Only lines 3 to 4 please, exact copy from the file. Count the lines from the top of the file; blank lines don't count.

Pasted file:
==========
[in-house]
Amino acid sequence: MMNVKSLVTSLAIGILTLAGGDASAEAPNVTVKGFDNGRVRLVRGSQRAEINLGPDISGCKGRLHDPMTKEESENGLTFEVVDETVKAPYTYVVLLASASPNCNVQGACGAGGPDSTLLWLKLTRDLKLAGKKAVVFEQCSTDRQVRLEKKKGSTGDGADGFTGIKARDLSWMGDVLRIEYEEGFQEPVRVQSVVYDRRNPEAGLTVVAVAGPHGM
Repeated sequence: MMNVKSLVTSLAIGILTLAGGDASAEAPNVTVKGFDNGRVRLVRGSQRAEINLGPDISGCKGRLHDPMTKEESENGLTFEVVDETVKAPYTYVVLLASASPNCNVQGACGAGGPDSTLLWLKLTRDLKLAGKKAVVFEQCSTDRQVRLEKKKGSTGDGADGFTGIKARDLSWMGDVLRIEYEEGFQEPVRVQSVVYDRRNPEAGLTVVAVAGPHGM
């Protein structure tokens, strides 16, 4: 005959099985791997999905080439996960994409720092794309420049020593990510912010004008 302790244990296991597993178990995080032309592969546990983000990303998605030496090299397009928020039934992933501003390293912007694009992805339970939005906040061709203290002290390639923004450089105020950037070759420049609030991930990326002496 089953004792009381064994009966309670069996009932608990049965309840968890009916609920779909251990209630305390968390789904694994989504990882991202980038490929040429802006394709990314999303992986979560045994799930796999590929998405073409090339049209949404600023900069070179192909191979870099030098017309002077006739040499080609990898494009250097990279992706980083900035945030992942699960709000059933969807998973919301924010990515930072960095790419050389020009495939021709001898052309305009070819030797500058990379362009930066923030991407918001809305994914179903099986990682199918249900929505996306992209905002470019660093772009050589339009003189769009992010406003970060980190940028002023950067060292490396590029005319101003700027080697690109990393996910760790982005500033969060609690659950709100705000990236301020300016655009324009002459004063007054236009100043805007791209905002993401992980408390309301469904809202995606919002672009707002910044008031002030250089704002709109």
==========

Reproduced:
Repeated sequence: MMNVKSLVTSLAIGILTLAGGDASAEAPNVTVKGFDNGRVRLVRGSQRAEINLGPDISGCKGRLHDPMTKEESENGLTFEVVDETVKAPYTYVVLLASASPNCNVQGACGAGGPDSTLLWLKLTRDLKLAGKKAVVFEQCSTDRQVRLEKKKGSTGDGADGFTGIKARDLSWMGDVLRIEYEEGFQEPVRVQSVVYDRRNPEAGLTVVAVAGPHGM
């Protein structure tokens, strides 16, 4: 005959099985791997999905080439996960994409720092794309420049020593990510912010004008 302790244990296991597993178990995080032309592969546990983000990303998605030496090299397009928020039934992933501003390293912007694009992805339970939005906040061709203290002290390639923004450089105020950037070759420049609030991930990326002496 089953004792009381064994009966309670069996009932608990049965309840968890009916609920779909251990209630305390968390789904694994989504990882991202980038490929040429802006394709990314999303992986979560045994799930796999590929998405073409090339049209949404600023900069070179192909191979870099030098017309002077006739040499080609990898494009250097990279992706980083900035945030992942699960709000059933969807998973919301924010990515930072960095790419050389020009495939021709001898052309305009070819030797500058990379362009930066923030991407918001809305994914179903099986990682199918249900929505996306992209905002470019660093772009050589339009003189769009992010406003970060980190940028002023950067060292490396590029005319101003700027080697690109990393996910760790982005500033969060609690659950709100705000990236301020300016655009324009002459004063007054236009100043805007791209905002993401992980408390309301469904809202995606919002672009707002910044008031002030250089704002709109």